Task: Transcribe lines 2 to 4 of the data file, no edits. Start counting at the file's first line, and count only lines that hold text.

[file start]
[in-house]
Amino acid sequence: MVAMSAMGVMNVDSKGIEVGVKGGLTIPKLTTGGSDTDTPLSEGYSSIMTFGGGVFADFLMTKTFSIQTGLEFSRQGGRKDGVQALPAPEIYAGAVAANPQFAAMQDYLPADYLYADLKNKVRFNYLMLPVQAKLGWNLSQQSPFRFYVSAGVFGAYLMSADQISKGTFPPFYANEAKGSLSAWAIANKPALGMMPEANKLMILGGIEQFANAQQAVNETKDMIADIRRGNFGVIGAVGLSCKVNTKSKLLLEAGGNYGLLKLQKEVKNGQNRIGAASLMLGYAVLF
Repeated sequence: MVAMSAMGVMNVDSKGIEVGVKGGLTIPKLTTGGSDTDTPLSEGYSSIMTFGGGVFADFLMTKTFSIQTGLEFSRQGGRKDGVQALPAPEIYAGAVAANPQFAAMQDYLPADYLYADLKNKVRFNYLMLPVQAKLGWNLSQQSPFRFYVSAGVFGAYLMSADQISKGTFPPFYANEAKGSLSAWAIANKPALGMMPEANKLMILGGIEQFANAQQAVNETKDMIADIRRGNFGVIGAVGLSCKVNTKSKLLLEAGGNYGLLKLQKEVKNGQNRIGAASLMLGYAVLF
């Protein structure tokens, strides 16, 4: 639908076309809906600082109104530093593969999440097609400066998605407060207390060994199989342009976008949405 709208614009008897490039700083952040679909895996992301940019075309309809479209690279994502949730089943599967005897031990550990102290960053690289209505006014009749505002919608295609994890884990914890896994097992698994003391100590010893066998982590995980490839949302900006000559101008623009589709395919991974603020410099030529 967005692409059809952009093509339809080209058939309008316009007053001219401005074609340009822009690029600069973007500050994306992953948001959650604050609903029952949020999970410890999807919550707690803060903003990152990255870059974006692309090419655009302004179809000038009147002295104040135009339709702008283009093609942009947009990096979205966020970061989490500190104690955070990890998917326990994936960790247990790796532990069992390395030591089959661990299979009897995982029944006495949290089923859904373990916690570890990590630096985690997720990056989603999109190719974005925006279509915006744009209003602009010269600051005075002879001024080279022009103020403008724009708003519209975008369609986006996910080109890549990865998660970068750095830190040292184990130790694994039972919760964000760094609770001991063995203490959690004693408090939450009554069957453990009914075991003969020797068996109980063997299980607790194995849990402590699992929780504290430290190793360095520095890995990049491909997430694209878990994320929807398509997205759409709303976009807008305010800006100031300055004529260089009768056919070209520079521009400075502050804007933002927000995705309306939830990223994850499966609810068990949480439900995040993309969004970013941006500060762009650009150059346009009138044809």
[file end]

Amino acid sequence: MVAMSAMGVMNVDSKGIEVGVKGGLTIPKLTTGGSDTDTPLSEGYSSIMTFGGGVFADFLMTKTFSIQTGLEFSRQGGRKDGVQALPAPEIYAGAVAANPQFAAMQDYLPADYLYADLKNKVRFNYLMLPVQAKLGWNLSQQSPFRFYVSAGVFGAYLMSADQISKGTFPPFYANEAKGSLSAWAIANKPALGMMPEANKLMILGGIEQFANAQQAVNETKDMIADIRRGNFGVIGAVGLSCKVNTKSKLLLEAGGNYGLLKLQKEVKNGQNRIGAASLMLGYAVLF
Repeated sequence: MVAMSAMGVMNVDSKGIEVGVKGGLTIPKLTTGGSDTDTPLSEGYSSIMTFGGGVFADFLMTKTFSIQTGLEFSRQGGRKDGVQALPAPEIYAGAVAANPQFAAMQDYLPADYLYADLKNKVRFNYLMLPVQAKLGWNLSQQSPFRFYVSAGVFGAYLMSADQISKGTFPPFYANEAKGSLSAWAIANKPALGMMPEANKLMILGGIEQFANAQQAVNETKDMIADIRRGNFGVIGAVGLSCKVNTKSKLLLEAGGNYGLLKLQKEVKNGQNRIGAASLMLGYAVLF
């Protein structure tokens, strides 16, 4: 639908076309809906600082109104530093593969999440097609400066998605407060207390060994199989342009976008949405 709208614009008897490039700083952040679909895996992301940019075309309809479209690279994502949730089943599967005897031990550990102290960053690289209505006014009749505002919608295609994890884990914890896994097992698994003391100590010893066998982590995980490839949302900006000559101008623009589709395919991974603020410099030529 967005692409059809952009093509339809080209058939309008316009007053001219401005074609340009822009690029600069973007500050994306992953948001959650604050609903029952949020999970410890999807919550707690803060903003990152990255870059974006692309090419655009302004179809000038009147002295104040135009339709702008283009093609942009947009990096979205966020970061989490500190104690955070990890998917326990994936960790247990790796532990069992390395030591089959661990299979009897995982029944006495949290089923859904373990916690570890990590630096985690997720990056989603999109190719974005925006279509915006744009209003602009010269600051005075002879001024080279022009103020403008724009708003519209975008369609986006996910080109890549990865998660970068750095830190040292184990130790694994039972919760964000760094609770001991063995203490959690004693408090939450009554069957453990009914075991003969020797068996109980063997299980607790194995849990402590699992929780504290430290190793360095520095890995990049491909997430694209878990994320929807398509997205759409709303976009807008305010800006100031300055004529260089009768056919070209520079521009400075502050804007933002927000995705309306939830990223994850499966609810068990949480439900995040993309969004970013941006500060762009650009150059346009009138044809």